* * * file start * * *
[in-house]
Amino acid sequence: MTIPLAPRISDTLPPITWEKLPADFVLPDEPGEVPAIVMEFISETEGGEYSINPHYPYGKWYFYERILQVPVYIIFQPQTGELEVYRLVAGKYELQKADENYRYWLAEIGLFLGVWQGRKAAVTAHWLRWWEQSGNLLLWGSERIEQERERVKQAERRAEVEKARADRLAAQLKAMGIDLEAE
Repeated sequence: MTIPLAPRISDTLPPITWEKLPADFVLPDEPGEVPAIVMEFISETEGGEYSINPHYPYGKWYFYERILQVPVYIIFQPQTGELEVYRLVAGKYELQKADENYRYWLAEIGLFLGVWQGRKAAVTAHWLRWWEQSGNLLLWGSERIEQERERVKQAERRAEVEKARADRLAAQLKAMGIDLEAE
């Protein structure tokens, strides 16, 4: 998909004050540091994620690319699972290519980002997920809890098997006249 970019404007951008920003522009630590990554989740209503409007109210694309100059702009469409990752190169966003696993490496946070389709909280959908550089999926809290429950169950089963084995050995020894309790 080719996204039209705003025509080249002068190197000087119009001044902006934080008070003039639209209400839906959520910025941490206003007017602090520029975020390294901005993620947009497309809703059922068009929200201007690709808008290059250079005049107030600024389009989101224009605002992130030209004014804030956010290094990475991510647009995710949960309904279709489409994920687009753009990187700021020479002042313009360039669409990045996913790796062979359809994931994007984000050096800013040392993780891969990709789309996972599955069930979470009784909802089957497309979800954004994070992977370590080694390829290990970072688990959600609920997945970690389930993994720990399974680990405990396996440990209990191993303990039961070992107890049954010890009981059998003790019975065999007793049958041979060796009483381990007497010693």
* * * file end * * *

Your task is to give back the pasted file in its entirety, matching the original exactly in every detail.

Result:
[in-house]
Amino acid sequence: MTIPLAPRISDTLPPITWEKLPADFVLPDEPGEVPAIVMEFISETEGGEYSINPHYPYGKWYFYERILQVPVYIIFQPQTGELEVYRLVAGKYELQKADENYRYWLAEIGLFLGVWQGRKAAVTAHWLRWWEQSGNLLLWGSERIEQERERVKQAERRAEVEKARADRLAAQLKAMGIDLEAE
Repeated sequence: MTIPLAPRISDTLPPITWEKLPADFVLPDEPGEVPAIVMEFISETEGGEYSINPHYPYGKWYFYERILQVPVYIIFQPQTGELEVYRLVAGKYELQKADENYRYWLAEIGLFLGVWQGRKAAVTAHWLRWWEQSGNLLLWGSERIEQERERVKQAERRAEVEKARADRLAAQLKAMGIDLEAE
């Protein structure tokens, strides 16, 4: 998909004050540091994620690319699972290519980002997920809890098997006249 970019404007951008920003522009630590990554989740209503409007109210694309100059702009469409990752190169966003696993490496946070389709909280959908550089999926809290429950169950089963084995050995020894309790 080719996204039209705003025509080249002068190197000087119009001044902006934080008070003039639209209400839906959520910025941490206003007017602090520029975020390294901005993620947009497309809703059922068009929200201007690709808008290059250079005049107030600024389009989101224009605002992130030209004014804030956010290094990475991510647009995710949960309904279709489409994920687009753009990187700021020479002042313009360039669409990045996913790796062979359809994931994007984000050096800013040392993780891969990709789309996972599955069930979470009784909802089957497309979800954004994070992977370590080694390829290990970072688990959600609920997945970690389930993994720990399974680990405990396996440990209990191993303990039961070992107890049954010890009981059998003790019975065999007793049958041979060796009483381990007497010693």